Little Free Libraries in borrowing distance of Topanga Canyon, according to the Map and Search Tool at LittleFreeLibraries.org, include two in the Palisades, one on PCH south of Maestros, four in Woodland Hills, one in Calabasas, and one at Point Dume. A couple of Topangans in the Post Office Tract are currently surveying their neighbors about reading habits and preferences in anticipation of setting up a Little Free Library. The bright and charming little free library at the base of Hillside Drive is one of probably several in town set up independently. The Hillside library is topped with a gold weathervane where Topanga’s unofficial mascot, the Flying Pig, is reading a book and spinning in the breeze. O civic pride!
Apparently, there is a closeted librarian in some people responding to two dynamics in the community: the need for books, and the need to share. These people give a magnanimous gift to the community because the quaint book boxes house a powerful spirit: the honor system. No one is there to mind the store! It’s a balm to trust and be trusted.
In Topanga Canyon, sharing books adds fodder for discussions, and forges connections among neighbors – especially during the pandemic, further enhancing the quality of life. In a needy area, in addition to the above benefits, the effect of having 24-hour free access to a book could have a radical impact on a growing literary crisis. According to the National Center for Educational Statistics, twenty percent of adults in the U.S. are functionally illiterate. Thirty million adults cannot read or write above a third-grade level. Books in the hands of children make it more likely a child will learn and love to read; but two out of three children living in poverty have no books to call their own.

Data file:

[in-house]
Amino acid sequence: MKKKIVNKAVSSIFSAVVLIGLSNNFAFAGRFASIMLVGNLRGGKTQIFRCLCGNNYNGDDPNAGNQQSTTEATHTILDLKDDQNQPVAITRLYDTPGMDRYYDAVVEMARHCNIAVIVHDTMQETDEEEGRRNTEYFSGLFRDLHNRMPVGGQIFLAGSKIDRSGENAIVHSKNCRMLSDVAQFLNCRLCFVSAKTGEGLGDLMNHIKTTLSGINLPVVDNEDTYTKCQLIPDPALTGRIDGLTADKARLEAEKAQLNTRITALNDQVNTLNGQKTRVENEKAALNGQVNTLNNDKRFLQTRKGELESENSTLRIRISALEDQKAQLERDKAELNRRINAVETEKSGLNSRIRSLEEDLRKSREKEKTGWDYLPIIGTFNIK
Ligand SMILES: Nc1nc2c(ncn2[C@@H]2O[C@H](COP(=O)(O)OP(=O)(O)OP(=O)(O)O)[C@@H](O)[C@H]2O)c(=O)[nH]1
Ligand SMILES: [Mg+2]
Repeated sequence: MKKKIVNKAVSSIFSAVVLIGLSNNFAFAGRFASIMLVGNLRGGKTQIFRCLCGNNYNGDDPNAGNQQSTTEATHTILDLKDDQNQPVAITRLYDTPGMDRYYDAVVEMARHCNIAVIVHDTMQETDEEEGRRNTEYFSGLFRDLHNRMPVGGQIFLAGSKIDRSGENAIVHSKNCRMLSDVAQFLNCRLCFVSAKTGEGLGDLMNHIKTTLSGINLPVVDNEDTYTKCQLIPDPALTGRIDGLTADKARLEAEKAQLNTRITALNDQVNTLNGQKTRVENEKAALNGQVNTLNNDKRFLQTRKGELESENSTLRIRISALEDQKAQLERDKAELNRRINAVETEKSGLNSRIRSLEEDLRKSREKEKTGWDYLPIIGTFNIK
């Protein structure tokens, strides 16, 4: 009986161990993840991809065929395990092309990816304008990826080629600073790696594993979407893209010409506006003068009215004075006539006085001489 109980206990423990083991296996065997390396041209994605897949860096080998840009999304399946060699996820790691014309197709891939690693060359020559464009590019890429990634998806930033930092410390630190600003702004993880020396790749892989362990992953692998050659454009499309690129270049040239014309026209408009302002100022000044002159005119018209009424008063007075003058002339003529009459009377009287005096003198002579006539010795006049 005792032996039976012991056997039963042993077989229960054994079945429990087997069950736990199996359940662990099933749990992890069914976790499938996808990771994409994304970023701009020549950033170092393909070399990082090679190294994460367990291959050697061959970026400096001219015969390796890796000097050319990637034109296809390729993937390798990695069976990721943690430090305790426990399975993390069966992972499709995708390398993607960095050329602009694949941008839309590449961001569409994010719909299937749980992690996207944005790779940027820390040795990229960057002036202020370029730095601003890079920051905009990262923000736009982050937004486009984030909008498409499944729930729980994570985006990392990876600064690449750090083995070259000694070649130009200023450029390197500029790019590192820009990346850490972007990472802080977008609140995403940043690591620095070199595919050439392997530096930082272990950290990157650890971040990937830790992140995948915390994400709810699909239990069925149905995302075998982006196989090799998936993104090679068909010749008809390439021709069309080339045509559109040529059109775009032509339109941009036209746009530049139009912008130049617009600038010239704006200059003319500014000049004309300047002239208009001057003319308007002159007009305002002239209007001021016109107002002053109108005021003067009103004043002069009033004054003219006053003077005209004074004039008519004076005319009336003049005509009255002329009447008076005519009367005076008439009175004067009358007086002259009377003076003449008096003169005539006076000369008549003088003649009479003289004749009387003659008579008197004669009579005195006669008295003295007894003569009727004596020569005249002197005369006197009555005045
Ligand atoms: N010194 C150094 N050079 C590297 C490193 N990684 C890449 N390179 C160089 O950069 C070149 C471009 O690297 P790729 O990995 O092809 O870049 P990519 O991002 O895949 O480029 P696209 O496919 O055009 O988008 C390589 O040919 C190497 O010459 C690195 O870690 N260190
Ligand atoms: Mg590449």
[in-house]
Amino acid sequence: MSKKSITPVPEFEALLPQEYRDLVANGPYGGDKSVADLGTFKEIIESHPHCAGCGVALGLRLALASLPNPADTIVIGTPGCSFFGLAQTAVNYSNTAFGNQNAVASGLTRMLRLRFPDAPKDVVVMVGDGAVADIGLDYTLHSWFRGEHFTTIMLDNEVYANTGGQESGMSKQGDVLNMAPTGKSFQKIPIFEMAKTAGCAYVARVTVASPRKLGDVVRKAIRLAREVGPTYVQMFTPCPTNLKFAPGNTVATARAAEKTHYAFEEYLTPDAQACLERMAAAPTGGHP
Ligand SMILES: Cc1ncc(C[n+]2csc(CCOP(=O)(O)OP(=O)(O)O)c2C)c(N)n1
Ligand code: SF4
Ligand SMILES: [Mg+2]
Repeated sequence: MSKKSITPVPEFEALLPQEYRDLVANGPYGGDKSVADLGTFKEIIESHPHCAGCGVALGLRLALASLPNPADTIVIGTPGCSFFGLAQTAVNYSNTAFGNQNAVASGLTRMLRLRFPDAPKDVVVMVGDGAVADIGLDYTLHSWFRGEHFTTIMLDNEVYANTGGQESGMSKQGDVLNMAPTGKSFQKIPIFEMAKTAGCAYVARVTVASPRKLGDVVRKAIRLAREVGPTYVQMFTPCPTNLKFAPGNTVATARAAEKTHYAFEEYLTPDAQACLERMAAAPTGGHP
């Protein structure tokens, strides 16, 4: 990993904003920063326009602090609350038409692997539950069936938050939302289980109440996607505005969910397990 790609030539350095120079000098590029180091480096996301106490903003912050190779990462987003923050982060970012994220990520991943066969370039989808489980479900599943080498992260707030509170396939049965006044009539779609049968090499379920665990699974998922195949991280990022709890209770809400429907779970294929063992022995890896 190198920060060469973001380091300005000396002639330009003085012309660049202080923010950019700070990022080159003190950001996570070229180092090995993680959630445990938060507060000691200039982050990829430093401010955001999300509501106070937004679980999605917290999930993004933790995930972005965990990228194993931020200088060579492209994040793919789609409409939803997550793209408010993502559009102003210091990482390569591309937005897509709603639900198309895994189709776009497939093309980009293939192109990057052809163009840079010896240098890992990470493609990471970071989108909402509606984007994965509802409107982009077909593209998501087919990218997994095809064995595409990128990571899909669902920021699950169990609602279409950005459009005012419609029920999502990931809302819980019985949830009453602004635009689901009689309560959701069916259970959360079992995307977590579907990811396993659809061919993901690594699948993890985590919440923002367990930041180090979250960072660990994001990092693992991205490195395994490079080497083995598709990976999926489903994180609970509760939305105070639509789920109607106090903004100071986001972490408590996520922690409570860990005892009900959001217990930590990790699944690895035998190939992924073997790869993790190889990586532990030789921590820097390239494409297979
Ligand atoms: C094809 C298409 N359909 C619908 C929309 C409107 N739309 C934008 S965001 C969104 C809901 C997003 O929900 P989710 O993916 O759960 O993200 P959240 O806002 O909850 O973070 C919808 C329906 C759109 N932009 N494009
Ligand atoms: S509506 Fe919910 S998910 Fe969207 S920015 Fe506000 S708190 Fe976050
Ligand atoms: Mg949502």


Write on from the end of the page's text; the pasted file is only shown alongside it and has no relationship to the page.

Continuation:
Inspired by the Little Free Library effort, Jessica McClard of Arkansas applied the neighborhood exchange model to food insecurity; founding the Little Free Pantry movement in 2016 with a pilot pantry containing non-perishable food and personal care items, accessible to everyone, at all times, no questions asked. The motto, “Give what you can. Take what you need,” has proven viable as pantries fill and empty every day. Now there are hundreds of little free pantries across the U.S. (though perhaps not in Topanga Canyon yet), sometimes sharing shelf space with the books. Little Free Pantry is not trademarked, not a nonprofit or other organization, and not designed to supplant food banks. The stewards are neighbors in the habit of adding a few extra items to the shopping cart, meeting a really local need where it exists.
In an attempt to distance shame or awkwardness from hunger, stewards intend the pantries to be used by everybody. A neighbor may borrow a cup of sugar or an onion. School kids can hit up the pantry for a snack on the way home from the bus stop. College students (30% of whom face food insecurity) can stop by for a bump. The elderly have another resource at hand. Mainly though, those who struggle, out of work, and living in the car can piece together daily nutrition. The best donations are non-perishable food that may be eaten immediately, without needing tools or cooking.
Goodness is risky. Detractors use language like “bum-magnets” and argue What if somebody gets a splinter? Hopefully the good of little free libraries will be seen to outweigh the risks, and the Bill Emerson Good Samaritan Food Donation Act will protect the valiant pantry hosts. Meanwhile, let’s enjoy the utopian bubble of little neighborhood exchanges, and even ask What else could happen in those small, wooden boxes?